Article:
This is a repeat broadcast from Wednesday, January 04, 2012, 10 am
Gar Alperovitz, Ph.D., the Lionel R. Bauman Professor of Political Economy, University of Maryland
Host: David Inge
Back in 2005, economist Gar Alperovitz said the time was ripe for a popular movement focused on inequality. Today’s “occupy” movements have proven him right. And, he argues, this kind of activism happening at the local level has the potential to change the entire country in some very big ways. Gar Alperovitz talks about his book "America Beyond Capitalism." The book profiles citizen experiments now underway that go beyond traditional economic models to democratize wealth and empower communities.
This is a repeat broadcast from Friday, January 13, 2012, 11 am
Why are some nations rich and others poor? Many explanations have been offered: culture, geography, even weather. But MIT economist Daron Acemoglu says what matters most are the political and economic institutions made by people. We’ll hear more about the root causes behind success and failure and talk about what might be done to build widespread prosperity.
This is a repeat broadcast from Thursday, May 10, 2012, 10 am
Independence Daze: A History of July 4th
In the early days of our nation, July Fourth wasn’t an official holiday at all. In fact, it wasn’t until 1938 that it became a paid day-off. So how did the Fourth become the holiest day on our secular calendar? Historian Pauline Maier offers some answers, and explains how radically the meaning of the Declaration has changed since 1776. James Heintze chronicles early Independence Day Bacchanalia. And historian David Blight reflects on Frederick Douglass arresting 1852 Independence Day speech.
Burma is one of the poorest countries in Asia. A long period of military rule has kept the country from developing either politically or economically. But that may be starting to change. One sign of that change was the recent election to Parliament of the country’s leading opposition figure Aung San Suu Kyi. Next time on Focus our morning talk show we will review recent events in Burma as we talk with Christina Fink, from the Elliot School of International Affairs at the George Washington University in Washington, D.C.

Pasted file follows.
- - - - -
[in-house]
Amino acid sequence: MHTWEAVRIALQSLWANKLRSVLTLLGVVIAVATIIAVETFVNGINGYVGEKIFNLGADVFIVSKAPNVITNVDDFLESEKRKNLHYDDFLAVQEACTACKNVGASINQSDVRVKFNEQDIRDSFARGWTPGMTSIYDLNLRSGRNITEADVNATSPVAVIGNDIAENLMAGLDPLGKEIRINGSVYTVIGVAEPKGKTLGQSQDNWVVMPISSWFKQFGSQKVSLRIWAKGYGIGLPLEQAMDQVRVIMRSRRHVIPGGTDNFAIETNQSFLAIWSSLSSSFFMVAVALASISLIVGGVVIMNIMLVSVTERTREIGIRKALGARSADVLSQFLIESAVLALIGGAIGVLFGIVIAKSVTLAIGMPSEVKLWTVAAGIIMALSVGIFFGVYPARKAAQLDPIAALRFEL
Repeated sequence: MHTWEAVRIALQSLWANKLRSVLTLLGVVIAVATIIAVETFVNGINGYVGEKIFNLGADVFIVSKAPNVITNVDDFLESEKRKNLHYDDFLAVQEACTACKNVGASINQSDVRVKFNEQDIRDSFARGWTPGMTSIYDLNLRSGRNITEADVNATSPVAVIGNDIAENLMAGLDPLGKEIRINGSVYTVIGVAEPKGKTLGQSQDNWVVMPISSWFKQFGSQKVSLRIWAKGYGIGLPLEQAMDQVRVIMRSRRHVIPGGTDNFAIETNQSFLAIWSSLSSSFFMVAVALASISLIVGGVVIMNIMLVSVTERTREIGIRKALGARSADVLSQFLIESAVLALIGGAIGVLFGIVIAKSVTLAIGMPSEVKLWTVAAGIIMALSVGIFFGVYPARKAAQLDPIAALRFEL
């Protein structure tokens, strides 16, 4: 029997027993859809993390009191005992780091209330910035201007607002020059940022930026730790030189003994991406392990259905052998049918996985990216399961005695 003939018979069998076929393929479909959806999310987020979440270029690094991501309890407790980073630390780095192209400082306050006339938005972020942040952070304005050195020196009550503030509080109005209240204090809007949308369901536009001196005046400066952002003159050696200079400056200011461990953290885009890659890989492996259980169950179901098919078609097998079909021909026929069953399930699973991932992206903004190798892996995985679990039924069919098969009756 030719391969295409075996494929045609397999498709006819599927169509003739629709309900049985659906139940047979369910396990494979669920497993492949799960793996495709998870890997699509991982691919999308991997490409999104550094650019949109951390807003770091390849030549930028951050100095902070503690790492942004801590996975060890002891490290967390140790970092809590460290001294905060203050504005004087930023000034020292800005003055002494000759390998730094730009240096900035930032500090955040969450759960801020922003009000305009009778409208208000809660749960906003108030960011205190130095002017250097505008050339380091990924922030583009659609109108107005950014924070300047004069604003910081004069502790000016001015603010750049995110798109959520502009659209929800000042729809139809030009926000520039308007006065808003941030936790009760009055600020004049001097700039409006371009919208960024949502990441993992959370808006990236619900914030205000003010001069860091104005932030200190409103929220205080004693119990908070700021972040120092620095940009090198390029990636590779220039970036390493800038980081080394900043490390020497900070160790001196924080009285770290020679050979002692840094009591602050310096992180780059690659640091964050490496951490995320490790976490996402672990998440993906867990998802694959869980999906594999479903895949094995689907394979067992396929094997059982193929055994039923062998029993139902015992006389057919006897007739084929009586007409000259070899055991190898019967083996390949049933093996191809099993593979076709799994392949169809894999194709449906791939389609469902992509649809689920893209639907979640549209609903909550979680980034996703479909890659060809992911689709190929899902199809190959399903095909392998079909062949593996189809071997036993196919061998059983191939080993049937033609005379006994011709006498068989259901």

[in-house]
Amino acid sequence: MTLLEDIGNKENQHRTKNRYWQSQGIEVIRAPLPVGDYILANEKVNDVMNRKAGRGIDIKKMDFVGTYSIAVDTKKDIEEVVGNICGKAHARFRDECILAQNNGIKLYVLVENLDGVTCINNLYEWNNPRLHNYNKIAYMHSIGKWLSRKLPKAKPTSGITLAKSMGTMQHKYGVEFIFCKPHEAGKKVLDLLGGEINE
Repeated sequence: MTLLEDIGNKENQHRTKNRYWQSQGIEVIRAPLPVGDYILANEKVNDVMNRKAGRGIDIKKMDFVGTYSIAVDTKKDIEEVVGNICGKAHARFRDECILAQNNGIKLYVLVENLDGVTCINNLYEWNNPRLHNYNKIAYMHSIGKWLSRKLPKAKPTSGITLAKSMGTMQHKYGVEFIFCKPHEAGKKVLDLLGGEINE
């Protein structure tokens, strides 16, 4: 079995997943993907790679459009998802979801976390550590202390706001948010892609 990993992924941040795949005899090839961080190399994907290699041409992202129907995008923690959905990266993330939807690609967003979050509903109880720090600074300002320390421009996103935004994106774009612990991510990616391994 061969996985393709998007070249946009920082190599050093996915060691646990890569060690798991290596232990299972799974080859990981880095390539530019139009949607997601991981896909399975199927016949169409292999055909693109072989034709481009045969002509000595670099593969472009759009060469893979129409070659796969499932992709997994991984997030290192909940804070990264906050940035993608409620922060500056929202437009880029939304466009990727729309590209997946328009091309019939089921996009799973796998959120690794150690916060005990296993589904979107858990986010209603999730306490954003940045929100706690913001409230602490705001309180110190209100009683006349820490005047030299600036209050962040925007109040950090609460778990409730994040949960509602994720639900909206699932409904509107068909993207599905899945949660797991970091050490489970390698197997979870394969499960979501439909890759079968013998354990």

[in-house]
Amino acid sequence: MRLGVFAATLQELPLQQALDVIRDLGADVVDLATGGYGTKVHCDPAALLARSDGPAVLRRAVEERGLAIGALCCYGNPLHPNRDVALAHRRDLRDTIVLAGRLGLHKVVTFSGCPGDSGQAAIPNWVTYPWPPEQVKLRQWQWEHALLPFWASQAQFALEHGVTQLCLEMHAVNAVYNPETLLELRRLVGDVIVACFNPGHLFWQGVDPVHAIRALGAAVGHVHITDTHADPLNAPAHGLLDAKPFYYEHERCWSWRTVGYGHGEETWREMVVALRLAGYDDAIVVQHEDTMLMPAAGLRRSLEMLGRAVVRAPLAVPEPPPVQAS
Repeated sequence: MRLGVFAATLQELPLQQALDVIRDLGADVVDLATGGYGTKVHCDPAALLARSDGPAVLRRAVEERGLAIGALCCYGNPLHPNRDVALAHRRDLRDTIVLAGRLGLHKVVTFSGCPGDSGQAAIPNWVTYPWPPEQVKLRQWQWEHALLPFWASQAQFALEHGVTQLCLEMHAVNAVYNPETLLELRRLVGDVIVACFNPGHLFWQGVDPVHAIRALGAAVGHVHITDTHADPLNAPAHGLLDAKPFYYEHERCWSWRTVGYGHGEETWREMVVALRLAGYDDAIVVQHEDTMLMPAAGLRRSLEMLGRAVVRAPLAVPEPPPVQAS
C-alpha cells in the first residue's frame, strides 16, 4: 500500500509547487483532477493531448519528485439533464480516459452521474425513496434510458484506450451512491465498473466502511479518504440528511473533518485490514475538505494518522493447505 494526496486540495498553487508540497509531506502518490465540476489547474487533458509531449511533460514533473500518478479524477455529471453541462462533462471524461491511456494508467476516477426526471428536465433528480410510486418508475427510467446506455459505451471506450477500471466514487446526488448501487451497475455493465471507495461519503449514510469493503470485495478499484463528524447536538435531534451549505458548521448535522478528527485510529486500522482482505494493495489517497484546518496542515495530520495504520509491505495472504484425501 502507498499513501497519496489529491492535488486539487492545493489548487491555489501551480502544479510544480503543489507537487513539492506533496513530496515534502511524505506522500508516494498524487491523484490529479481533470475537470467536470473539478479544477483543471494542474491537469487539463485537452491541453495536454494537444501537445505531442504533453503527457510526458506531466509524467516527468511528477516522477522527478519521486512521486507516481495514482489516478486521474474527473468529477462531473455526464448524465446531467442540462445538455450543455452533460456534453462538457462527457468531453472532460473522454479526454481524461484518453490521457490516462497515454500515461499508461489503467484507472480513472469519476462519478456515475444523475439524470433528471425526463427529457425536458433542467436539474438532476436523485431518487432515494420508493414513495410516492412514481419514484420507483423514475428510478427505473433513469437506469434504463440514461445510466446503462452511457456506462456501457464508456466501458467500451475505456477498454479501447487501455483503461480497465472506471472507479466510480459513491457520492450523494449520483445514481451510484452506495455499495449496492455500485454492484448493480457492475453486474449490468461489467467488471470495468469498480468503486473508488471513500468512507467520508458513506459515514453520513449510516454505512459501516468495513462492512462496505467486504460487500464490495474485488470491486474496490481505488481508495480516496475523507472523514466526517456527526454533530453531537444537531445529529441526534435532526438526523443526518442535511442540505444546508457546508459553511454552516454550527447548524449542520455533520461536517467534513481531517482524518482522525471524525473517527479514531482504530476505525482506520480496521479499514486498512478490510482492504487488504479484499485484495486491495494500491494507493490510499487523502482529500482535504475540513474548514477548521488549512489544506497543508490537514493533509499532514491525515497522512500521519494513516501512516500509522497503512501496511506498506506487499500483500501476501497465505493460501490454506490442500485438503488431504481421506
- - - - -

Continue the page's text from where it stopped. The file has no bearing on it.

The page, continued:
This is a repeat broadcast from Tuesday, May 22, 2012, 10 am
More than 90 percent of today’s students earning a bachelor’s degree borrow money to pay for school. That can leave them with a huge burden of debt when they graduate. Why have so many students turned to borrowing to pay for college? And what happens to them and to the country if they can’t repay their loans? Our guest will be Lauren Asher, president of the Institute for College Access and Success, and we’ll explore the growing problem of student debt.
This is a repeat broadcast from Wednesday, May 16, 2012, 10 am
John McCormick, Ph.D., Jean Monnet Professor of European Union Politics, Department of Political Science; Director of Graduate Studies, Indiana University Purdue University Indianapolis
Host: David Inge
Proponents of unification in Europe have long argued that closer ties across national borders would lead to peace and prosperity. Certainly the first part has been achieved, but there are questions about the second. We’ll talk about the ongoing economic crisis in the EU. Our guest will be John McCormick, professor of European Union Politics at Indiana University-Purdue University Indianapolis. We’ll review the causes of the crisis, and talk about the future of the Euro.
David Morrison, Deputy Director, Illinois Campaign for Political Reform
Dick W. Simpson, Professor and Head, Department of Political Science, University of Illinois Chicago
Host: David Inge
According to a report released earlier this year by the University of Illinois at Chicago, the city of Chicago leads the nation in public corruption. In the state rankings Illinois takes third place. Why does our state get such high ratings on corruption? How might Illinois politics be changed to enforce more ethical behavior on the part of politicians? We’ll talk about corruption min Illinois politics with two guests, David Morrison from the Illinois Campaign for Political reform and Dick Simpson, professor of political science at the University of Illinois at Chicago.
Last week, people in Egypt went to the polls to cast votes in the country’s first free presidential elections. Of the 13 candidates competing in the first round, two will contend in a runoff next month. One is the candidate of the Muslim brotherhood; the other served as Prime Minister under the old regime of Hosni Mubarak. We welcome back Ken Cuno, associate professor of History at the University of Illinois for another conversation about Egyptian politics. We’ll talk about the recent elections and try to get a better understanding of those competing for power.
Dwight Eisenhower’s most famous speech was his last as president. We look back to that speech warning of the power of the military industrial complex. The guest in this program from the archives is James Ledbetter, author of "Unwarranted Influence." His book charts the connections between the government, military contractors and the overall economy. While military spending may have brought some benefits, there are also questions. Does our massive military establishment really make us safer?
This is a repeat broadcast from Monday, January 24, 2011, 10 am